In the recently published study by Zhong et al, “A Randomized Controlled Trial on the Effects of Low-Dose Extracorporeal Shockwave Therapy in Patients With Knee Osteoarthritis,” the researchers studied low-dose extracorporeal shockwave therapy (ESWT) treatment in patients with knee osteoarthritis. They stated that ESWT was superior to placebo in both pain and functional improvement, as well as in terms of negative effects on the articular cartilage.
To read this article in full you will need to make a payment
Purchase one-time access:Academic & Personal: 24 hour online accessCorporate R&D Professionals: 24 hour online access
One-time access price info
- For academic or personal research use, select 'Academic and Personal'
- For corporate R&D use, select 'Corporate R&D Professionals'
Subscribe:Subscribe to Archives of Physical Medicine and Rehabilitation
Already a print subscriber? Claim online access
Already an online subscriber? Sign in
Register: Create an account
Institutional Access: Sign in to ScienceDirect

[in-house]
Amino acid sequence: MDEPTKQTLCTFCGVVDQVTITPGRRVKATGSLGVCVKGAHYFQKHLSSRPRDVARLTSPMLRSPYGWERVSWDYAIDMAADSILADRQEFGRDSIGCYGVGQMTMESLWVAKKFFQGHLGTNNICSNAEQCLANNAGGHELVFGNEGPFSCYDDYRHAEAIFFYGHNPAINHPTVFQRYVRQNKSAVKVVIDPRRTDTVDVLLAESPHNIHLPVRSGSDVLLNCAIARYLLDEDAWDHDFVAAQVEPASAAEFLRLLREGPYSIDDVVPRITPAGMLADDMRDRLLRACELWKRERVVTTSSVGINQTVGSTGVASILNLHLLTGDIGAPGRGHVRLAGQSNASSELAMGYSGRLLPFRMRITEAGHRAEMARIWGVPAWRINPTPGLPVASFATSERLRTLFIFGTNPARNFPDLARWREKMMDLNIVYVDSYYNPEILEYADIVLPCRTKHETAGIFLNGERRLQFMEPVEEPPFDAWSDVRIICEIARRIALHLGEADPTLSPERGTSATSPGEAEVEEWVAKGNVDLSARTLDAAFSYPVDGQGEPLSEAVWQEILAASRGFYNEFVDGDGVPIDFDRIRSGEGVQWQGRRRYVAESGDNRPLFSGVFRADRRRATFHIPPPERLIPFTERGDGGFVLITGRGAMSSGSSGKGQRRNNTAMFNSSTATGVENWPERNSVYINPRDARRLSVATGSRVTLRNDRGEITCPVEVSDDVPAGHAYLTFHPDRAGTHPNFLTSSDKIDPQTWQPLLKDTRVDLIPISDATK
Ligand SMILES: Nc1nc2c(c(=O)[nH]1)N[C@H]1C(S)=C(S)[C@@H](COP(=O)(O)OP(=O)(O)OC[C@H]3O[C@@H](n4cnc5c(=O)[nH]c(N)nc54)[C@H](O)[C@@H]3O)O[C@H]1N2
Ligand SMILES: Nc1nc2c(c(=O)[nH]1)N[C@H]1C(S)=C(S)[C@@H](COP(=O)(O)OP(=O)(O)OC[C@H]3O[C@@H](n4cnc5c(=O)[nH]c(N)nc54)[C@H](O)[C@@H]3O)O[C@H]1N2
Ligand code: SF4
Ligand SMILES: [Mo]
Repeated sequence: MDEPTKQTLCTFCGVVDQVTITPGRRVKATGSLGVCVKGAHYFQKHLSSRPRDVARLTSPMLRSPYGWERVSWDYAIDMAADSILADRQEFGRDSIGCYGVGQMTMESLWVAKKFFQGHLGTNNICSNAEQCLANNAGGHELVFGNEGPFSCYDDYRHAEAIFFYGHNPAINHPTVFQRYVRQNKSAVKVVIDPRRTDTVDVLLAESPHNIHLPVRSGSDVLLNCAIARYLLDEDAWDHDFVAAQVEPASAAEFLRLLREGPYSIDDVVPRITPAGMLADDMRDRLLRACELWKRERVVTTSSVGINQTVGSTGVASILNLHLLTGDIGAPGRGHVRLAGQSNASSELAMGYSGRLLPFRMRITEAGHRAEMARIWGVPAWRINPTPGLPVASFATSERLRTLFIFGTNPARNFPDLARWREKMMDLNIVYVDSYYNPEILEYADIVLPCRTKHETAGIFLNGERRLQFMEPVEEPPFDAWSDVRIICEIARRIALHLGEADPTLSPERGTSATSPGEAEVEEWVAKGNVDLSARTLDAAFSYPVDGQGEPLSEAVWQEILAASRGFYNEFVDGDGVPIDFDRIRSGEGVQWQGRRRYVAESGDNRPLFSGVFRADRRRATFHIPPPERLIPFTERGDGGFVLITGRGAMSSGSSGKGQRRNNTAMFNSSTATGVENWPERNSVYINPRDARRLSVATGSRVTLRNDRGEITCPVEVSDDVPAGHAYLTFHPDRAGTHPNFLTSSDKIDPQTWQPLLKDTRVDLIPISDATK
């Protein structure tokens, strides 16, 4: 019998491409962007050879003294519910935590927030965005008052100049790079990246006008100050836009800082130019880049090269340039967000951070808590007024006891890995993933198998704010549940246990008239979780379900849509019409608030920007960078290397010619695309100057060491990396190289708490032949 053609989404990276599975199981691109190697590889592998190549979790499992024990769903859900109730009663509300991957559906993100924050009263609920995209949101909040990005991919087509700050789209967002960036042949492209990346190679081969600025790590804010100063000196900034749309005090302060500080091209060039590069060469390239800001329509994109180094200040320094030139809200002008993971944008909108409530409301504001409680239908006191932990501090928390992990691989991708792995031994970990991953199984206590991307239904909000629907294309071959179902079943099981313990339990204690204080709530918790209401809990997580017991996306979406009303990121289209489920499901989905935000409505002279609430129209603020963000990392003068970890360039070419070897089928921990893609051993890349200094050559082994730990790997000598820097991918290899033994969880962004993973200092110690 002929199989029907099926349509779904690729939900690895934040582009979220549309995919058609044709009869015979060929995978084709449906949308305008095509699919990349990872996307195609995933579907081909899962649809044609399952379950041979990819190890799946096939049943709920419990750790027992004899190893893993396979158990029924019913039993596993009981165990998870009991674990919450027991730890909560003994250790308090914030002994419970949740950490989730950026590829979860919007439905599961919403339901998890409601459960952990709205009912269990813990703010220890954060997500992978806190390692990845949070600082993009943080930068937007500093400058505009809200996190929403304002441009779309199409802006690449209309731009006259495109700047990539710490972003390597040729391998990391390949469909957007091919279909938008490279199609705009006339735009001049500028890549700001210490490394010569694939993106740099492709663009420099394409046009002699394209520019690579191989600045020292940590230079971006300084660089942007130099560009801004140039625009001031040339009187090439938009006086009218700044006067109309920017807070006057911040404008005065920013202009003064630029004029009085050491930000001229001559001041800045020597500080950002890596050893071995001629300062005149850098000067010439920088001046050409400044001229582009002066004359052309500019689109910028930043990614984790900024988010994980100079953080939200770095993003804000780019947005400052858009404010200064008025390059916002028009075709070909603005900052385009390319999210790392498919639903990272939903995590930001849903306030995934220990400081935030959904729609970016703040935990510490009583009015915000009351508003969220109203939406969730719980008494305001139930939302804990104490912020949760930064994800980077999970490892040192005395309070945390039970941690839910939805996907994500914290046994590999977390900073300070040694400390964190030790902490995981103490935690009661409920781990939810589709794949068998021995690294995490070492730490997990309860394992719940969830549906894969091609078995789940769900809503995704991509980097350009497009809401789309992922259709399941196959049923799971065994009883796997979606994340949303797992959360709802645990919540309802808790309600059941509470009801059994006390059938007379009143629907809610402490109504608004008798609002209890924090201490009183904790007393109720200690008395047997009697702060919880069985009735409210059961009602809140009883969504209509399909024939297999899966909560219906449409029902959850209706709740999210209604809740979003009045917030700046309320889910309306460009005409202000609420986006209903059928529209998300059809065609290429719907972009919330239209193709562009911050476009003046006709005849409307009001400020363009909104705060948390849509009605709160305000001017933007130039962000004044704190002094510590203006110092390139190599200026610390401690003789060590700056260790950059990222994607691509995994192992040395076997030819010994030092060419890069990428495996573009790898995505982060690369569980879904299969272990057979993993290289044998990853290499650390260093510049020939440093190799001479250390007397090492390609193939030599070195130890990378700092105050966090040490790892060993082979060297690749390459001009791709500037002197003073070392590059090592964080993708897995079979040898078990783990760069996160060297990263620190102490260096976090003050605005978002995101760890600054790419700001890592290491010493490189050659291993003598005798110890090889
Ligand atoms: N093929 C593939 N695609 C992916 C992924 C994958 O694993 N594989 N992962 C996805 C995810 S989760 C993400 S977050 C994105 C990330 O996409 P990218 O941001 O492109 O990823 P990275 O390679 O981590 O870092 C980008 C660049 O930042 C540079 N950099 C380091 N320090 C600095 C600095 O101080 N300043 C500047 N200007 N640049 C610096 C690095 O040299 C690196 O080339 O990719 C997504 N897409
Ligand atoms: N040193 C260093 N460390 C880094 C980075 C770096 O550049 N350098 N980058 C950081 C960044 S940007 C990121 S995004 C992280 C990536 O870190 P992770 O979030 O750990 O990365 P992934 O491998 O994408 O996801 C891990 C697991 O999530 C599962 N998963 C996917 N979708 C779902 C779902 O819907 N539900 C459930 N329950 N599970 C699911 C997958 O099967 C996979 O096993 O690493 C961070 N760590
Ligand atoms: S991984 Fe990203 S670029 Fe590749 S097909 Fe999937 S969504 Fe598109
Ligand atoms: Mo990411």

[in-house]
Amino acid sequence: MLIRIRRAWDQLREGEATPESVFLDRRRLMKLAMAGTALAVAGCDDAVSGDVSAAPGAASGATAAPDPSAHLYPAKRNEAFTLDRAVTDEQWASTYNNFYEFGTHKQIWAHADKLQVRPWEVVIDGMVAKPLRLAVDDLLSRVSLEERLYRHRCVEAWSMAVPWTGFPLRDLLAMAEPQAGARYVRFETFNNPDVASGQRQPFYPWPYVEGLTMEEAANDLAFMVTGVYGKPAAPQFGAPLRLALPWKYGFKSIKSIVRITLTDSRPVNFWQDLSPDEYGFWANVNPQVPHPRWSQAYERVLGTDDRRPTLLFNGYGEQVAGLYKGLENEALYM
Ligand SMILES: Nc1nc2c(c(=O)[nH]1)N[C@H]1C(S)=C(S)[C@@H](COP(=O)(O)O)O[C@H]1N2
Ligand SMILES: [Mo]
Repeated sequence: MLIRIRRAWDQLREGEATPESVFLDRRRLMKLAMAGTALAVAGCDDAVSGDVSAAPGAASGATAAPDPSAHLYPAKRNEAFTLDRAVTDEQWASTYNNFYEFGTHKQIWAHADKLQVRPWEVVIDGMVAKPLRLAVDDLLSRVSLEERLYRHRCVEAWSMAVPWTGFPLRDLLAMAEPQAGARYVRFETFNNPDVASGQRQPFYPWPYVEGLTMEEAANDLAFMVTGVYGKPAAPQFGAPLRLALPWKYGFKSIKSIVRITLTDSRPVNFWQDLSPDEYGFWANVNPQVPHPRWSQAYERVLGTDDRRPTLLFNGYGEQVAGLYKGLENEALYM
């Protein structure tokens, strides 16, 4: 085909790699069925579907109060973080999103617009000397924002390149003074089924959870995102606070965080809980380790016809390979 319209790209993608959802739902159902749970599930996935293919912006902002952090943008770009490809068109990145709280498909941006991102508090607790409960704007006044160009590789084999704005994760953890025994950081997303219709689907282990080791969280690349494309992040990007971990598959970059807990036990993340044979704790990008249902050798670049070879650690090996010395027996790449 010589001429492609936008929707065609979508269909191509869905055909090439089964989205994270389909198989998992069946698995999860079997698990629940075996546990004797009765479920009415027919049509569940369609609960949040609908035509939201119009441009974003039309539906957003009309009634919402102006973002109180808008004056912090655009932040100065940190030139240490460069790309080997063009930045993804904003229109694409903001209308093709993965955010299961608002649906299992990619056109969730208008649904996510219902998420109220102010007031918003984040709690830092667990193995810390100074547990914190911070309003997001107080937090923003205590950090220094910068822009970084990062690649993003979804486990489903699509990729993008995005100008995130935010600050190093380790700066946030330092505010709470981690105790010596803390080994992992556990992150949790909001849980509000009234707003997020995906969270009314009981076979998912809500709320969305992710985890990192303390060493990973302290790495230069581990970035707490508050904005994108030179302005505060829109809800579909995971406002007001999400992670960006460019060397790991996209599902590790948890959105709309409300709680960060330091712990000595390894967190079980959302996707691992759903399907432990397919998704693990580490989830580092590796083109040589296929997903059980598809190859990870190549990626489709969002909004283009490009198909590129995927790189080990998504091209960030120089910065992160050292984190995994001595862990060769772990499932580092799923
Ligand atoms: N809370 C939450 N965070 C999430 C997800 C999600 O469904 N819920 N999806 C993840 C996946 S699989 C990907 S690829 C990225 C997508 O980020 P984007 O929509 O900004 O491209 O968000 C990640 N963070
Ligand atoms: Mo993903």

- Efficacy and safety of extracorporeal shock wave therapy for orthopedic conditions: a systematic review on studies listed in the PEDro database.Br Med Bull. 2015; 116: 115
- Application and efficacy of extracorporeal shockwave treatment for knee osteoarthritis: a systematic review and meta-analysis.Exp Ther Med. 2019; 18: 2843-2850
- Repetitive low-energy shock wave treatment for chronic lateral epicondylitis in tennis players.Am J Sports Med. 2004; 32: 734-743
- A systematic review of shockwave therapies in soft tissue conditions: focusing on the evidence.Br J Sports Med. 2014; 48: 1538-1542
Published online: May 14, 2020
© 2020 by the American Congress of Rehabilitation Medicine
ScienceDirectAccess this article on ScienceDirect
- Response to Letter Regarding “A Randomized Controlled Trial on the Effects of Low-Dose Extracorporeal Shockwave Therapy in Patients With Knee Osteoarthritis”Archives of Physical Medicine and RehabilitationVol. 101Issue 7
- PreviewWe would like to express our appreciation to the authors of the letter to the editor for their interest in our recent article.1 They argued that the control group in our study should be considered a very low dose extracorporeal shockwave therapy (ESWT) group rather than a placebo. We see their comments as an opportunity to provide more insight into designing a placebo in the ESWT study. The following is our explanation of the control group as a placebo group in our trial.